Friday, October 09, 2009

Pitch perfect as usual

What else could Obama say about winning the Nobel just 37 weeks into his Presidency?

Mr. Obama said he doesn't view the award "as a recognition of my own accomplishments," but rather as a recognition of goals he has set for the U.S. and the world. Mr. Obama said, "I do not feel that I deserve to be in the company of so many transformative figures that have been honored by this prize."

But, he said, "I will accept this award as a call to action, a call for all nations to confront the challenges of the 21st century.''

Actually, the claim that Obama has so far accomplished nothing concrete on the world stage is exaggerated. Under his leadership, the G-20 meeting in March, at the depths of the financial crisis, exceeded expectations, producing a strong financial commitment to cushion the downturn for developing nations. The G-20 in late September also surpassed expectations, effectively establishing the G-20 as successor to the G-8 in real decision-making power and subjecting member nations to regulatory peer review. The meeting of the U.N. Security Council last month exceeded expectations, securing a commitment to revitalize and strengthen the Nuclear Nonproliferation Treaty. And the highest-level direct negotiation with Iran in 30 years exceeded expectations, yielding Iran's agreement to submit about 75% of its known nuclear stockpile to Russia for enrichment and to open its newly disclosed nuclear facility outside Qom to inspection.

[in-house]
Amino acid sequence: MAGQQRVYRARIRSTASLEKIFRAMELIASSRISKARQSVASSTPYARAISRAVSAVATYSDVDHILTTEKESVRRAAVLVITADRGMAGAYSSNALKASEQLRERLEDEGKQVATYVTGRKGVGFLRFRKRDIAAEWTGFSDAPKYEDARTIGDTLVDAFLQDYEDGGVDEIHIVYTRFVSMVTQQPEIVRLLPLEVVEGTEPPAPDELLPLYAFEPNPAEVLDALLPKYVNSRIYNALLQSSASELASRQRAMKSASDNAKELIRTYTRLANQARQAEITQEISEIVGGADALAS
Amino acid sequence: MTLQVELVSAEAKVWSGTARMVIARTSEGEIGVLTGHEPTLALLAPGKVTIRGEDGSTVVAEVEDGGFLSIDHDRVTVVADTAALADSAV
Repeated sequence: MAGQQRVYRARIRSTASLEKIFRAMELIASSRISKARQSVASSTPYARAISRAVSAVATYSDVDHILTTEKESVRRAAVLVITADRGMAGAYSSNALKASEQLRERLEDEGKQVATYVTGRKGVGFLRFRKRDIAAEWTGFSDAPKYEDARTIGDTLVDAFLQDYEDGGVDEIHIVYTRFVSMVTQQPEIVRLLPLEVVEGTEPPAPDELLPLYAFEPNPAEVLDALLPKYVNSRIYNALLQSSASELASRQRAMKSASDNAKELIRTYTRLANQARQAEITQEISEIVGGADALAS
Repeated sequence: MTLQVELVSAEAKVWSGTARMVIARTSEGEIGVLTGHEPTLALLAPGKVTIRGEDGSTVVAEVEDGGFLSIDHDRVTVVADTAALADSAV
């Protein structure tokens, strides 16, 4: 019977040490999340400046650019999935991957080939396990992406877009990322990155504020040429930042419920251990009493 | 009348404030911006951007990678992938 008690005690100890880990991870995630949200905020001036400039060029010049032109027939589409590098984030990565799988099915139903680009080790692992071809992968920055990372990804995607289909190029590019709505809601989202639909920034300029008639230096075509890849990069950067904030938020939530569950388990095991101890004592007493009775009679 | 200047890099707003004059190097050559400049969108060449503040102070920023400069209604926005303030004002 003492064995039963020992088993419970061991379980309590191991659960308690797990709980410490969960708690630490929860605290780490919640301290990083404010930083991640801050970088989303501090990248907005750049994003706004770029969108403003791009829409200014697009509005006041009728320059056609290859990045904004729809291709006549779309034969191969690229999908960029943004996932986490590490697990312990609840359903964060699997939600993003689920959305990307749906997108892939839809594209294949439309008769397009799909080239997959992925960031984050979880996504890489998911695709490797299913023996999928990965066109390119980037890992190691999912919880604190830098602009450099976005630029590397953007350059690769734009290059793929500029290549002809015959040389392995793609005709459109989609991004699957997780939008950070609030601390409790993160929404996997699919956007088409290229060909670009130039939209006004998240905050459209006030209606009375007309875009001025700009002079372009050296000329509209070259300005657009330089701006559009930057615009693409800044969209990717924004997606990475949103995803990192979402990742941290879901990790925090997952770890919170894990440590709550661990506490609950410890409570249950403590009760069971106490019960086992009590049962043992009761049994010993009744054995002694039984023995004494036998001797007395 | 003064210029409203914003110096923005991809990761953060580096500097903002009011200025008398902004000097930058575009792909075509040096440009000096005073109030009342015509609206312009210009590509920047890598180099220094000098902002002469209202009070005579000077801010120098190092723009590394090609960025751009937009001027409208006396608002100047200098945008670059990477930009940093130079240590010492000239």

Of the G-20 meeting in March, Philip Stephens wrote, "Mr Obama shows wisdom beyond his years in realising that to understand the extent of US power – and it is still unrivalled – a president must also map its limits" That's true of all four of the meetings referenced above. That's why each yielded something concrete.

Not the stuff of a Nobel by established standards, perhaps. But Obama has done far more than deliver a handful of uplifting speeches on the world stage. Though those speeches themselves were a key part of the paradigm shift that Stephens articulated.

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